Bottom Line: Rail innovation comes from an unlikely source

Marion Dakers
IT’S A symptom of Britain’s topsy-turvy railway set-up that Arriva, owned by the German state, is trying to encourage more competition just days after FTSE 250 firm Go-Ahead’s venture was picked for a new contract that offers even less chance for change than a typical UK rail franchise.

Arriva said in its results it is awaiting approval to start new services on the West Coast and East Coast lines in 2016, which would offer customers a choice of operator and connections. Meanwhile, the enlarged Thameslink, Southern and Great Northern contract was on Friday given to Govia, the 65-35 joint venture between Go-Ahead and French state-owned Keolis.

The operator of the new franchise, which sprawls from Portsmouth to Cambridge through central London, will effectively act as project manager and hand ticket revenues directly to the government – due, it says, to the complexity of the service. Of the £430m upgrades planned for the lines, the firm will be expected to chip in “approximately £40m”.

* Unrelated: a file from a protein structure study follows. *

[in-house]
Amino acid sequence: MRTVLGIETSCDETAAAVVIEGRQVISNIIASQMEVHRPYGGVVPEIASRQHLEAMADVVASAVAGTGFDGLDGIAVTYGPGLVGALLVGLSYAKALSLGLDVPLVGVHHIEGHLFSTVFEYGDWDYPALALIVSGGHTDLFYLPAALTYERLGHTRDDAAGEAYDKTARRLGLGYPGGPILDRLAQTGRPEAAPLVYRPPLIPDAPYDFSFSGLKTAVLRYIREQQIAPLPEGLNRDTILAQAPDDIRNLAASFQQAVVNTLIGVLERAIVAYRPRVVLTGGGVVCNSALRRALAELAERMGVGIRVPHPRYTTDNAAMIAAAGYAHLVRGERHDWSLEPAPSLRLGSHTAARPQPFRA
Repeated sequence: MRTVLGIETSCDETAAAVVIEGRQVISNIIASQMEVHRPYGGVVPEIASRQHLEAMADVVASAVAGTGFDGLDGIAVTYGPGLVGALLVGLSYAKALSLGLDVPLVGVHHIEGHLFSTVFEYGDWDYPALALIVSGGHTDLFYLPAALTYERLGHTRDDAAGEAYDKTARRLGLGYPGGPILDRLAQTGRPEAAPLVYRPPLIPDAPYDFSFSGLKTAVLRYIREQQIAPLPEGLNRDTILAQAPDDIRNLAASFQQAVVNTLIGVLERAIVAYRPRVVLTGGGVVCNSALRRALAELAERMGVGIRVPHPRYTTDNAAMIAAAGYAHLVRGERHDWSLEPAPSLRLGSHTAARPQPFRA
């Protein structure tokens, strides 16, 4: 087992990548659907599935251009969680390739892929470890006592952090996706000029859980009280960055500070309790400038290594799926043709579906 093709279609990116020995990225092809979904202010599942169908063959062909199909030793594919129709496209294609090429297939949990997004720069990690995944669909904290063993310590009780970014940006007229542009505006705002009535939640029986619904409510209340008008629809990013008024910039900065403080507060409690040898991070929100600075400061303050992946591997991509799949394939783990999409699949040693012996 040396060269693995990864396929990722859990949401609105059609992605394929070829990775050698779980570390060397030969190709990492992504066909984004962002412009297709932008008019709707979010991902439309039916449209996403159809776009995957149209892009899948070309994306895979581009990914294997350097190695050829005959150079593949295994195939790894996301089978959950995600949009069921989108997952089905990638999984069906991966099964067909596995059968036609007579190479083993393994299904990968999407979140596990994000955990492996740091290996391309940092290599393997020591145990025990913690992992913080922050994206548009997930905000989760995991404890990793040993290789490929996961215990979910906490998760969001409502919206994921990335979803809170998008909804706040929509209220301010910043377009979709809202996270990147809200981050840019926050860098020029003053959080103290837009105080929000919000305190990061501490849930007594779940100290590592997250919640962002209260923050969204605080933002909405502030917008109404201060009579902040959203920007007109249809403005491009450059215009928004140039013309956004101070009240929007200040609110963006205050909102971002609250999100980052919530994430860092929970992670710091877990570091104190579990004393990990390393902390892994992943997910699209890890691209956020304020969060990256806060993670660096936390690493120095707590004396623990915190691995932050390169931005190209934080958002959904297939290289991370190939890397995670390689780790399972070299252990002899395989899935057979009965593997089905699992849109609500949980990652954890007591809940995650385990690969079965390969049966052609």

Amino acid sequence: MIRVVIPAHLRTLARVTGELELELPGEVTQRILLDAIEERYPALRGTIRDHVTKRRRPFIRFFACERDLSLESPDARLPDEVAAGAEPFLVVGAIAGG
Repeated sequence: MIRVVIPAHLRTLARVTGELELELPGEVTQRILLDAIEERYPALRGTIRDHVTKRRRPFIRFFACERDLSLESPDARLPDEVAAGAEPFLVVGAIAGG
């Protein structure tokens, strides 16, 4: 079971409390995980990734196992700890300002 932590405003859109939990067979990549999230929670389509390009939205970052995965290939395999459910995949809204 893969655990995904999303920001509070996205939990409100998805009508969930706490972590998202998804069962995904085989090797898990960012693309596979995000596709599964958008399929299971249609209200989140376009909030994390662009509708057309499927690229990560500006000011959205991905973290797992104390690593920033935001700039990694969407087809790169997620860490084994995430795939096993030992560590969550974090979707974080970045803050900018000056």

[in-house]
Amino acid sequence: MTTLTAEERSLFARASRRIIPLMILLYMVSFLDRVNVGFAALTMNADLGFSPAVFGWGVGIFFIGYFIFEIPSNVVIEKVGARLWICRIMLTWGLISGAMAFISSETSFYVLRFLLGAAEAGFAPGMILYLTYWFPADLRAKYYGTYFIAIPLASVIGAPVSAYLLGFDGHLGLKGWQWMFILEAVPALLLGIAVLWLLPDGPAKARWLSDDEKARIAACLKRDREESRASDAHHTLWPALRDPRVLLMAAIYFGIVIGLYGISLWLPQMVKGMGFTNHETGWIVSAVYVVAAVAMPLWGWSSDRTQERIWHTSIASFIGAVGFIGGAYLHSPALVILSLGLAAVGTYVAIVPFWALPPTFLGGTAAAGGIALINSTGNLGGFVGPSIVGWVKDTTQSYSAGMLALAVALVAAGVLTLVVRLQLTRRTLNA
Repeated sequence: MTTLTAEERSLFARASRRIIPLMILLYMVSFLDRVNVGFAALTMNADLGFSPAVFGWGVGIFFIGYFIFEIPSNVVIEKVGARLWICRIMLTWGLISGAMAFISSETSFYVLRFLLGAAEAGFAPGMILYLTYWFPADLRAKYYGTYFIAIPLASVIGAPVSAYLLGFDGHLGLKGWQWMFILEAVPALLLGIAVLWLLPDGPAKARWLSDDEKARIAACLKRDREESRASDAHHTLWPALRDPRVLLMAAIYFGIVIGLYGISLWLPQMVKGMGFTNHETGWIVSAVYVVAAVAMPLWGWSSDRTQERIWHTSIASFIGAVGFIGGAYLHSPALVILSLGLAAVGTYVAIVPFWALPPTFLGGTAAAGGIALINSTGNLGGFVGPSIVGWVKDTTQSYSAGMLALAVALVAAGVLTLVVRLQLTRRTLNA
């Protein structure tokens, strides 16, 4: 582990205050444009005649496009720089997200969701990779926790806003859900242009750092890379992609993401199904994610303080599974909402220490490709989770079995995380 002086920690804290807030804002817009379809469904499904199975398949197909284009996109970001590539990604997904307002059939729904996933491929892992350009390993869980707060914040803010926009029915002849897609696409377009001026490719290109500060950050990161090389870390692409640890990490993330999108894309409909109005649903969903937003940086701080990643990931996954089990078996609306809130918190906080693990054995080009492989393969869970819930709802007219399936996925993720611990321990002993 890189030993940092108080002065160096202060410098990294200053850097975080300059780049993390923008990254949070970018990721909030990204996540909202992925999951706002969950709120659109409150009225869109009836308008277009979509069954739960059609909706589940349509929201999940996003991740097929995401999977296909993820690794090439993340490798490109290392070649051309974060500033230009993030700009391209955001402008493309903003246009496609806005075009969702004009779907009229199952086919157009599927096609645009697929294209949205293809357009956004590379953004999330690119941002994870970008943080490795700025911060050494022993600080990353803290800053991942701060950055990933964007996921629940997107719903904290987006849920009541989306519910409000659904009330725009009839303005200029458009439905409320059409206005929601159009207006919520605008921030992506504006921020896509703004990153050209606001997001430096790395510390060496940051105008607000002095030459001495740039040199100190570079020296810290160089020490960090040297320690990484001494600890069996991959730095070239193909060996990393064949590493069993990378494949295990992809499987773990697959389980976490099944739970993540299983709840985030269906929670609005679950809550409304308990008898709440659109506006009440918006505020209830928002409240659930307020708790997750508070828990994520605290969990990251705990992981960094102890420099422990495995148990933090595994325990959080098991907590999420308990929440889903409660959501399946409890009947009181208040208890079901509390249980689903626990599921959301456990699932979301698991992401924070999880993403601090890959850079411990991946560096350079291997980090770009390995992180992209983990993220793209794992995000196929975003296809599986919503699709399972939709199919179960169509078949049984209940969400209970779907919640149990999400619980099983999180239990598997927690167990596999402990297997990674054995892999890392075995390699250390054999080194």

The award is a disappointment to First Group, which will lose its First Capital Connect services as part of this franchise change. The firm’s Great Western arm, meanwhile, is benefiting from £7.5bn of Network Rail spending – which, in turn, was last year moved back onto the books of the public sector. It’s enough to make any commuter’s head spin.

While Arriva should be applauded for trying to offer something more on the East and West Coast lines, it’s a pity the franchising system does not allow more innovation like this.

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